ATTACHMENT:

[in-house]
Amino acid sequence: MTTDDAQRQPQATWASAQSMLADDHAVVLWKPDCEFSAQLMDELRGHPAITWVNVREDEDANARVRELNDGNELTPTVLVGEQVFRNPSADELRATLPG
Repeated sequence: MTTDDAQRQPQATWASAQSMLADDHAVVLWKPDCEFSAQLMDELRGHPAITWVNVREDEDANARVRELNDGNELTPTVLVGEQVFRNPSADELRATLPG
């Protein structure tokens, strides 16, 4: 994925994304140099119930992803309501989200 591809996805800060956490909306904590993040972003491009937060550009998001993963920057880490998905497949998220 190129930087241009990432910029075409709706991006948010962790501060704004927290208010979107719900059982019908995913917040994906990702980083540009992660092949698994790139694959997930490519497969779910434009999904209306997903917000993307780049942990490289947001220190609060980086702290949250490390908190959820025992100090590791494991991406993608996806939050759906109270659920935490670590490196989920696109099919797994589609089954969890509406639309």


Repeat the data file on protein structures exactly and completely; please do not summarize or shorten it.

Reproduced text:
[in-house]
Amino acid sequence: MTTDDAQRQPQATWASAQSMLADDHAVVLWKPDCEFSAQLMDELRGHPAITWVNVREDEDANARVRELNDGNELTPTVLVGEQVFRNPSADELRATLPG
Repeated sequence: MTTDDAQRQPQATWASAQSMLADDHAVVLWKPDCEFSAQLMDELRGHPAITWVNVREDEDANARVRELNDGNELTPTVLVGEQVFRNPSADELRATLPG
């Protein structure tokens, strides 16, 4: 994925994304140099119930992803309501989200 591809996805800060956490909306904590993040972003491009937060550009998001993963920057880490998905497949998220 190129930087241009990432910029075409709706991006948010962790501060704004927290208010979107719900059982019908995913917040994906990702980083540009992660092949698994790139694959997930490519497969779910434009999904209306997903917000993307780049942990490289947001220190609060980086702290949250490390908190959820025992100090590791494991991406993608996806939050759906109270659920935490670590490196989920696109099919797994589609089954969890509406639309």